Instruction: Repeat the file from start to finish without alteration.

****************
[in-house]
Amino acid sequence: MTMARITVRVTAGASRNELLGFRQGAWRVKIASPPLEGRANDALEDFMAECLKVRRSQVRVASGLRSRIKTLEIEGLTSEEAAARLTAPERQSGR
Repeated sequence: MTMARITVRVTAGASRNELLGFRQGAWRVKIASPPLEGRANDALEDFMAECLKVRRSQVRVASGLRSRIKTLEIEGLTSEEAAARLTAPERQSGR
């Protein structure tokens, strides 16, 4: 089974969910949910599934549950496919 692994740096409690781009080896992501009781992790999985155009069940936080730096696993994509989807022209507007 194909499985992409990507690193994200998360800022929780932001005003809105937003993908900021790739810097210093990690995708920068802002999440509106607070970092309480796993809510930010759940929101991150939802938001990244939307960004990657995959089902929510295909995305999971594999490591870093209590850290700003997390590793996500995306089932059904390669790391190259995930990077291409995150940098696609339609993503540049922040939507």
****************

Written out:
[in-house]
Amino acid sequence: MTMARITVRVTAGASRNELLGFRQGAWRVKIASPPLEGRANDALEDFMAECLKVRRSQVRVASGLRSRIKTLEIEGLTSEEAAARLTAPERQSGR
Repeated sequence: MTMARITVRVTAGASRNELLGFRQGAWRVKIASPPLEGRANDALEDFMAECLKVRRSQVRVASGLRSRIKTLEIEGLTSEEAAARLTAPERQSGR
């Protein structure tokens, strides 16, 4: 089974969910949910599934549950496919 692994740096409690781009080896992501009781992790999985155009069940936080730096696993994509989807022209507007 194909499985992409990507690193994200998360800022929780932001005003809105937003993908900021790739810097210093990690995708920068802002999440509106607070970092309480796993809510930010759940929101991150939802938001990244939307960004990657995959089902929510295909995305999971594999490591870093209590850290700003997390590793996500995306089932059904390669790391190259995930990077291409995150940098696609339609993503540049922040939507």